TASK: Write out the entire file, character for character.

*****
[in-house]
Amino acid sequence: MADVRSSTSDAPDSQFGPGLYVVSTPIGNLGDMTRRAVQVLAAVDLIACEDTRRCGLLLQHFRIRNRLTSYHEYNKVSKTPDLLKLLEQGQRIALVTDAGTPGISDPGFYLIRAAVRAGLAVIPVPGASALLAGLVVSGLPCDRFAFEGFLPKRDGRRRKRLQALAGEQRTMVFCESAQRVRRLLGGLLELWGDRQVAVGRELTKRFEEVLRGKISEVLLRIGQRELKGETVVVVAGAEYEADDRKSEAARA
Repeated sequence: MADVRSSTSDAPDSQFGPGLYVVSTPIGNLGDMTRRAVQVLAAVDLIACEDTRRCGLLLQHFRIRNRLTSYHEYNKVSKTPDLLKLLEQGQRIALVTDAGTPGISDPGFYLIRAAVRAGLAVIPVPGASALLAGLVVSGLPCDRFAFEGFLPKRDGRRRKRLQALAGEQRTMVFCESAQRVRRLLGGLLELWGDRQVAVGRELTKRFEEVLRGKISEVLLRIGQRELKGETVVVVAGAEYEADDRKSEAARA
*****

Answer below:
[in-house]
Amino acid sequence: MADVRSSTSDAPDSQFGPGLYVVSTPIGNLGDMTRRAVQVLAAVDLIACEDTRRCGLLLQHFRIRNRLTSYHEYNKVSKTPDLLKLLEQGQRIALVTDAGTPGISDPGFYLIRAAVRAGLAVIPVPGASALLAGLVVSGLPCDRFAFEGFLPKRDGRRRKRLQALAGEQRTMVFCESAQRVRRLLGGLLELWGDRQVAVGRELTKRFEEVLRGKISEVLLRIGQRELKGETVVVVAGAEYEADDRKSEAARA
Repeated sequence: MADVRSSTSDAPDSQFGPGLYVVSTPIGNLGDMTRRAVQVLAAVDLIACEDTRRCGLLLQHFRIRNRLTSYHEYNKVSKTPDLLKLLEQGQRIALVTDAGTPGISDPGFYLIRAAVRAGLAVIPVPGASALLAGLVVSGLPCDRFAFEGFLPKRDGRRRKRLQALAGEQRTMVFCESAQRVRRLLGGLLELWGDRQVAVGRELTKRFEEVLRGKISEVLLRIGQRELKGETVVVVAGAEYEADDRKSEAARA